The Bo Xilai Drama Continues
Image Credit: Chinese National People's Congress

The Bo Xilai Drama Continues

0 Likes
14 comments

As details leak out, it appears that corruption will play a central role in the saga of former Chongqing Party Secretary Bo Xilai. Bo, who was summarily ousted from his position on March 15, apparently attempted to derail the investigation of his police chief, Wang Lijun, into corrupt practices by Bo’s family members.

Yet corruption is hardly enough of a reason to scrap one of the country’s most senior and well-known leaders. Scratch the surface of almost any senior official in China and a family member or two will likely have crossed a law or two. Bo’s sins ran much deeper. The dramatic and charismatic Bo was simply too big a personality in a leadership that prides itself on facelessness and colorlessness. And his politics were too disruptive and, in the end, corrosive for a political system that prizes least common denominator consensus.

Between Vice President Xi Jinping and Premier Wen Jiabao, the Chinese leadership signaled Bo’s demise well before his formal ouster. Xi attacked Bo’s political character in a March 1 speech before the Communist Party School, and then in an essay published two weeks later. In his speech, Xi noted that leading officials should “fairly use their power, keep incorrupt [sic] in their work, and resolutely oppose the tendencies of …hedonism, and extreme individualism.” The article made things even more explicit, raising the dangers of self-promotion and seeking personal fame through the Party.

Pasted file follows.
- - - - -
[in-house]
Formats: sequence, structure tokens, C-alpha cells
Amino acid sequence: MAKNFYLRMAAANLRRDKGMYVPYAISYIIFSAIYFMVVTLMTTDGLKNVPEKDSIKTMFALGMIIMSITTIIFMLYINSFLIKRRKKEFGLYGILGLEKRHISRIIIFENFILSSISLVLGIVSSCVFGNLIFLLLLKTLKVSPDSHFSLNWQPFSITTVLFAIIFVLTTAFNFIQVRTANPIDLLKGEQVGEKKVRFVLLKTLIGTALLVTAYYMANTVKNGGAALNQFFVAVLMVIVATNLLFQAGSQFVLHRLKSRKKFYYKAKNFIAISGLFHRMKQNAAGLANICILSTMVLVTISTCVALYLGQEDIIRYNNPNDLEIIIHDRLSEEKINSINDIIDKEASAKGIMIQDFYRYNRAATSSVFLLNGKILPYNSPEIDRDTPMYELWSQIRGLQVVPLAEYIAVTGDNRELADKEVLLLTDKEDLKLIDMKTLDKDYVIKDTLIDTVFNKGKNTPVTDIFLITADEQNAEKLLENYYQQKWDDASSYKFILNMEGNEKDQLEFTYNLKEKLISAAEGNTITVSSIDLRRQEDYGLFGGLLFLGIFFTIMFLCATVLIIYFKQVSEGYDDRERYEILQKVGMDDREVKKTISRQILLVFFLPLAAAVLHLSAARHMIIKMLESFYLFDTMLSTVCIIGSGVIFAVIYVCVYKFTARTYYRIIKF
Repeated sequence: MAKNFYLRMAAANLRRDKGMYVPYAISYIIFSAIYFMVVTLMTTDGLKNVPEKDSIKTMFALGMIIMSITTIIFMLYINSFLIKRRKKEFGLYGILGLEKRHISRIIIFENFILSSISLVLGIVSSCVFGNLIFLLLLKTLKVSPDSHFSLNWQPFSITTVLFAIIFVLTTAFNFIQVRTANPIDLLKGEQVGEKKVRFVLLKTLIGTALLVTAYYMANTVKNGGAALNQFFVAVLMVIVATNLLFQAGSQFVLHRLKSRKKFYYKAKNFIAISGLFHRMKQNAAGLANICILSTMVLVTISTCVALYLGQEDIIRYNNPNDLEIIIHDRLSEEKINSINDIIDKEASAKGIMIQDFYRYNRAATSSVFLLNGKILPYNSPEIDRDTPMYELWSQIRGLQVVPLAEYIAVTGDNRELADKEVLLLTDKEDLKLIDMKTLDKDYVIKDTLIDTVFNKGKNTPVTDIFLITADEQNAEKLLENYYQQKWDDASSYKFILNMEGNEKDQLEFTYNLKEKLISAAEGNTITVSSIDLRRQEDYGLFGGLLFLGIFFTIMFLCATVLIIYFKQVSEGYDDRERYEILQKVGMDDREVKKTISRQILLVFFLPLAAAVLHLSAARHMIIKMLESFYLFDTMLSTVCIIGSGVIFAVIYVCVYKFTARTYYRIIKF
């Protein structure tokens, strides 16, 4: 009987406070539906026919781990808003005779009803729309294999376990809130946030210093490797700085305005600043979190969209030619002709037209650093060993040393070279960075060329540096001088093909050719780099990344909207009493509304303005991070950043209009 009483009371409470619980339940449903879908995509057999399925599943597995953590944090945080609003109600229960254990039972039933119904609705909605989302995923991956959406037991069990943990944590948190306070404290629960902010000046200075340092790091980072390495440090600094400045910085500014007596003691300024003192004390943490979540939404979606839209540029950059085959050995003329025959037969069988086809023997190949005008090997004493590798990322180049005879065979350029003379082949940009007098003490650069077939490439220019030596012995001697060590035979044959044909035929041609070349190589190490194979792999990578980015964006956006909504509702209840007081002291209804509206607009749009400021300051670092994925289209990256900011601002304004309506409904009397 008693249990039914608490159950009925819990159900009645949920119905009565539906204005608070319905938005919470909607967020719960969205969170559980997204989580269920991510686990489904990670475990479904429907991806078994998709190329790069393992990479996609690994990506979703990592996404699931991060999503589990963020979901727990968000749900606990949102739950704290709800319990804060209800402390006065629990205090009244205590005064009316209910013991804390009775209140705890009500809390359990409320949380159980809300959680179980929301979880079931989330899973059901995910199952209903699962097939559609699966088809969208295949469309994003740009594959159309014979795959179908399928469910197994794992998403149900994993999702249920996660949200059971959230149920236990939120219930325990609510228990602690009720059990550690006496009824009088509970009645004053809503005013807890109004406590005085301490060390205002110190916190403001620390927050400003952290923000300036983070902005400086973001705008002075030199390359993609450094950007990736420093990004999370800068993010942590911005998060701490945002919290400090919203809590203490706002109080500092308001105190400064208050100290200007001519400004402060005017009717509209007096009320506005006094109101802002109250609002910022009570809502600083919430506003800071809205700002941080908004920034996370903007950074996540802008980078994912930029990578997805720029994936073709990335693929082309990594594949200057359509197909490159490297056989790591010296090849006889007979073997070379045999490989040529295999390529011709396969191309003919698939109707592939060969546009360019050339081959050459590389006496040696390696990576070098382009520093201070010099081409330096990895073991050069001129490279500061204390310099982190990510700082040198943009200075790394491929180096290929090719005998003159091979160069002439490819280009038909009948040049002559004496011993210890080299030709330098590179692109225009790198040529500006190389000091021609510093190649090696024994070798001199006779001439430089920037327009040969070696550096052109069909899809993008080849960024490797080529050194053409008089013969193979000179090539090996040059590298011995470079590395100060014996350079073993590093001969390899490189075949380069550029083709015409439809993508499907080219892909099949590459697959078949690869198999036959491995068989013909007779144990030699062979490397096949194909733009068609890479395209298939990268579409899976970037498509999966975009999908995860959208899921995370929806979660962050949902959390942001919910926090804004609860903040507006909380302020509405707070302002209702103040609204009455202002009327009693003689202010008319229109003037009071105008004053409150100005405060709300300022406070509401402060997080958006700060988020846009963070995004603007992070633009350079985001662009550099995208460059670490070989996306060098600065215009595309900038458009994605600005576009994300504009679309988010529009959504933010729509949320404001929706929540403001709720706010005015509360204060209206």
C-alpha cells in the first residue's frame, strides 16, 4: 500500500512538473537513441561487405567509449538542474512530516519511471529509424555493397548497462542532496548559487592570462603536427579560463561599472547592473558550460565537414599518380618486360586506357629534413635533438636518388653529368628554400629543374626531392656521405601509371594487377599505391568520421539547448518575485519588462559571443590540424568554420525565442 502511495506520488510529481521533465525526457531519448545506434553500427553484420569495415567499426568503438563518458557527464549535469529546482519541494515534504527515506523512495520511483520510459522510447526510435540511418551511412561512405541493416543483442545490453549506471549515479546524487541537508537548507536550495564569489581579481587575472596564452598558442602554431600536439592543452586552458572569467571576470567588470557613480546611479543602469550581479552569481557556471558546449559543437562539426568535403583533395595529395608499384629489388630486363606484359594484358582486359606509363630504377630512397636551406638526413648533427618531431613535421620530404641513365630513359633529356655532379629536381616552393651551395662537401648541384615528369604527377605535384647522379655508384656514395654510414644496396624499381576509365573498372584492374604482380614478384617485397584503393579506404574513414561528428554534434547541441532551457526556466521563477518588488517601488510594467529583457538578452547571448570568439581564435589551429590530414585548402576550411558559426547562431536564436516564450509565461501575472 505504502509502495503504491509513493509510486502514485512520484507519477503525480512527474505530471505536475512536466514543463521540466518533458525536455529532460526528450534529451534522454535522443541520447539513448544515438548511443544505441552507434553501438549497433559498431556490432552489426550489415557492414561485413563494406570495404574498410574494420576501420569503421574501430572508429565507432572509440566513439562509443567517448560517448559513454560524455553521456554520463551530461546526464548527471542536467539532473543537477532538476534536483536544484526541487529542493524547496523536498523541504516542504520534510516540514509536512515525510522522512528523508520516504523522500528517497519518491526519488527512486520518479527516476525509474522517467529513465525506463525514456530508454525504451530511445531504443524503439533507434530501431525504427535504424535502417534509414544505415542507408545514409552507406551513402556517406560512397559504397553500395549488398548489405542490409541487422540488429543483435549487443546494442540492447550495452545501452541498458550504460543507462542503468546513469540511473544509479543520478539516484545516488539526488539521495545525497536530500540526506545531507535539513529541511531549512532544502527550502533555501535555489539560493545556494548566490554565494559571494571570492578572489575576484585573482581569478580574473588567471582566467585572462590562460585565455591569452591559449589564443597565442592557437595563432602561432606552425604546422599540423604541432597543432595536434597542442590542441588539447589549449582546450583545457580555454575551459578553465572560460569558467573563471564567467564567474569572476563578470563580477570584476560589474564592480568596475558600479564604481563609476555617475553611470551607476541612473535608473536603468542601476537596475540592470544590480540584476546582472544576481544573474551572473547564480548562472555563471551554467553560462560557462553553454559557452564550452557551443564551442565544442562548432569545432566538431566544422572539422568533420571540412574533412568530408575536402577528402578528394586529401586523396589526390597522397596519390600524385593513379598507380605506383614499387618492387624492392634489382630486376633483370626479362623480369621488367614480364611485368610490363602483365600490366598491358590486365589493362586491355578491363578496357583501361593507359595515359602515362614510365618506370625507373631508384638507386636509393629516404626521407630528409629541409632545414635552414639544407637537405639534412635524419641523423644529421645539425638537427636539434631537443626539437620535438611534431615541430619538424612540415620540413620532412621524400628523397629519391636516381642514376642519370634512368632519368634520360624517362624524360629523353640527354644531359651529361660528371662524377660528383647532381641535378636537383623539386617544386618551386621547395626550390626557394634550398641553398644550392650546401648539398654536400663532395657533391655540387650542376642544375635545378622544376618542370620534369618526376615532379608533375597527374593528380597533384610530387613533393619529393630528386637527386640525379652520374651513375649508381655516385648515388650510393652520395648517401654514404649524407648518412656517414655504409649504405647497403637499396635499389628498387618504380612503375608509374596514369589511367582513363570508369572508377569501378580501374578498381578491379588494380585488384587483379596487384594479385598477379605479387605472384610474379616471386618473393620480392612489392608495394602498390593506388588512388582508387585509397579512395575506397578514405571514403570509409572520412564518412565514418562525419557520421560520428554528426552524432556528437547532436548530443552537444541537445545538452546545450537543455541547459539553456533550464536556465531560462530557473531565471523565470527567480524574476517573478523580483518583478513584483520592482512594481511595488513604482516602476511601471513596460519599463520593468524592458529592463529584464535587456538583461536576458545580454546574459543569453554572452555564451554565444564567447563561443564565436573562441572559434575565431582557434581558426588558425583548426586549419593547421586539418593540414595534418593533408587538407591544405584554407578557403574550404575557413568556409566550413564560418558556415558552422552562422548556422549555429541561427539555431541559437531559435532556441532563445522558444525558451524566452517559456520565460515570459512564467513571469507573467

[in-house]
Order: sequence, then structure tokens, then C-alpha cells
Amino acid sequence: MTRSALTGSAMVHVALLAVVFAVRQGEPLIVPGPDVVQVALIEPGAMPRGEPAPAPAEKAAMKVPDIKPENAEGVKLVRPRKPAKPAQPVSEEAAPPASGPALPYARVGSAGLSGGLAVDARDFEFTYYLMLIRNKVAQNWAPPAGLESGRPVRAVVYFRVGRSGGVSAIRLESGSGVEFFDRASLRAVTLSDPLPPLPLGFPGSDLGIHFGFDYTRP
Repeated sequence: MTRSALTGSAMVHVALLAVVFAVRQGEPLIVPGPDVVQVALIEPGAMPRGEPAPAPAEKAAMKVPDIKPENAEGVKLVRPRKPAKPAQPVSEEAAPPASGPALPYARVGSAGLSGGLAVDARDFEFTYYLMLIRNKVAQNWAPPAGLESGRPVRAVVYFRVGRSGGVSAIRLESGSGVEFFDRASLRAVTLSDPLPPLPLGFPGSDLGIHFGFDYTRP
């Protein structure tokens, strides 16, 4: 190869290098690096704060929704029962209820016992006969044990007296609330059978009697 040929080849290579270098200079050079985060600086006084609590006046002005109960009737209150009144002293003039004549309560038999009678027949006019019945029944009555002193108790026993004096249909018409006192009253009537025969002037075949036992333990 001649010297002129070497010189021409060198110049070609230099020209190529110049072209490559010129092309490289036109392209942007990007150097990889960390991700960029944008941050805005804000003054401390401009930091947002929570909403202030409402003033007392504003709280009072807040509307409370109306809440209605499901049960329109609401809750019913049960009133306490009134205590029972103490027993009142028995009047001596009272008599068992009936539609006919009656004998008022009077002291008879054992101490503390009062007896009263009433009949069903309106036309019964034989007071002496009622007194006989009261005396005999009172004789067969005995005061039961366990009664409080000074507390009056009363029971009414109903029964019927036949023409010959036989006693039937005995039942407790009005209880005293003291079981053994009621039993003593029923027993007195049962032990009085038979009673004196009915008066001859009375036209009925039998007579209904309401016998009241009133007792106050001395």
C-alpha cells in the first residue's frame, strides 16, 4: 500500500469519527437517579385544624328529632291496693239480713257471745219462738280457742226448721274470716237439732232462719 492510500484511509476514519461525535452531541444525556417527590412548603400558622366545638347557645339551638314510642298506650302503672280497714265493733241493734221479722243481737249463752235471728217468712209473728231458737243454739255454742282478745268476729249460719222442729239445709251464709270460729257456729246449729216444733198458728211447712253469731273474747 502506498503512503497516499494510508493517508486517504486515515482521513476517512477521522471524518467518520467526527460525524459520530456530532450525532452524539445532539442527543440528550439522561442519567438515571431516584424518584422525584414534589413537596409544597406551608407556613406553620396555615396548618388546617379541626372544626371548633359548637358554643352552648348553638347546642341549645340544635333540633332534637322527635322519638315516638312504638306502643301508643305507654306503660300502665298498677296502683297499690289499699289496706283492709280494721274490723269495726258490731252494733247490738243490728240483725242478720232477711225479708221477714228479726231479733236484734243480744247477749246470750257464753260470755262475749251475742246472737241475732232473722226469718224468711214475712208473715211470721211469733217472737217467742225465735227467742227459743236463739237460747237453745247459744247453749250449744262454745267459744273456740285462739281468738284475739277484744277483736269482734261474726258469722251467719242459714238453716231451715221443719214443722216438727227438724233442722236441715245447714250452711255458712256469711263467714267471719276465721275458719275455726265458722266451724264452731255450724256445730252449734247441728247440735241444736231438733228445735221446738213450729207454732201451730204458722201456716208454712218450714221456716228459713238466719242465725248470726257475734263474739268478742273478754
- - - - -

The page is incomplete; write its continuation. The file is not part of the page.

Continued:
Bo’s political proclivities also ran afoul of China’s top leaders. Bo brought Mao Zedong back to life with grand-scale mobilization campaigns to root out corruption and plant trees, as well as singing “red” songs. While popular among some segments of Chongqing’s population, for others – including some within China’s most senior leadership – Bo’s red reminiscing put a positive spin on one of the darkest chapters in the country’s history. Wen took center stage on the last day of last week’s National People’s Congress in rejecting Bo’s revisionist tendencies: “Without successful political structural reform, it’s impossible for us to fully institute economic structural reform…China risks another historical tragedy like the Cultural Revolution unless it enacts political reforms.”

Where does this leave politics in China? Certainly Chongqing is getting the short end of the stick. Bo led Chongqing to 16 percent growth in 2011. Little about his replacement, Zhang Dejiang, suggests that such a performance will be repeated. Zhang, one of the most faceless, colorless members of the Politburo, received his university economics training in North Korea. He served an embarrassing stint as Guangdong Party Secretary during the SARS outbreak and, most recently, held oversight responsibility for China’s high speed rail, a story of mixed success at best.